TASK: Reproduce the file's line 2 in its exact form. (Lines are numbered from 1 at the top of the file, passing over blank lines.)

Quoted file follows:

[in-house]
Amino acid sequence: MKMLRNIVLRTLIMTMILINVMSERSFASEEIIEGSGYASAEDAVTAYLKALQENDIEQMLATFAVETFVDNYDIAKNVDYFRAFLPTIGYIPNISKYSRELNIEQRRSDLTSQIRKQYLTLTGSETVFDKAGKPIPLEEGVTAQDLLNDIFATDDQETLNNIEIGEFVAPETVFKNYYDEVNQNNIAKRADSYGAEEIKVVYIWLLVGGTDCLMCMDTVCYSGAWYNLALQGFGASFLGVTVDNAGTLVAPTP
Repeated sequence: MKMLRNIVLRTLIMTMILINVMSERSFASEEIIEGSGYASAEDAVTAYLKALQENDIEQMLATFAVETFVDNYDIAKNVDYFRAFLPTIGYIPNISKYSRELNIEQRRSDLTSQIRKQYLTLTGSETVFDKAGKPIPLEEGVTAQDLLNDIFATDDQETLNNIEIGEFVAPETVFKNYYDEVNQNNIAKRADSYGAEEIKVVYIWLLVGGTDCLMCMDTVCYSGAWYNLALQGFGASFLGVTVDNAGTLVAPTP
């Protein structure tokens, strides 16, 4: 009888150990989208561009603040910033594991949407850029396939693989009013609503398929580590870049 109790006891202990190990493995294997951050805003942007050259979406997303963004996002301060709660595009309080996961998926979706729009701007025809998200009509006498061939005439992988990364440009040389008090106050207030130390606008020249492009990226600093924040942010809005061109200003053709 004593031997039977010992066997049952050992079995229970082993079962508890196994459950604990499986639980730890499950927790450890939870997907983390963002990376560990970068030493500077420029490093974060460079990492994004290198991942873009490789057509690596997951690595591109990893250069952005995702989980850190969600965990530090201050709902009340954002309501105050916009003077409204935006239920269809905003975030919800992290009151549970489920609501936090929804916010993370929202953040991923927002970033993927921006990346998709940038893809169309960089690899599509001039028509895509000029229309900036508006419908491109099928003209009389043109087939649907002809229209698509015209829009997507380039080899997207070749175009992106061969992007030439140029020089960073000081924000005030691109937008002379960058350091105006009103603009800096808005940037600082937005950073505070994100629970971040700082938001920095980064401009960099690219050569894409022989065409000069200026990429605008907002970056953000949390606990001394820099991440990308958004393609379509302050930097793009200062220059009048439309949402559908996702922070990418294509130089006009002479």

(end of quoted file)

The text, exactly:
Amino acid sequence: MKMLRNIVLRTLIMTMILINVMSERSFASEEIIEGSGYASAEDAVTAYLKALQENDIEQMLATFAVETFVDNYDIAKNVDYFRAFLPTIGYIPNISKYSRELNIEQRRSDLTSQIRKQYLTLTGSETVFDKAGKPIPLEEGVTAQDLLNDIFATDDQETLNNIEIGEFVAPETVFKNYYDEVNQNNIAKRADSYGAEEIKVVYIWLLVGGTDCLMCMDTVCYSGAWYNLALQGFGASFLGVTVDNAGTLVAPTP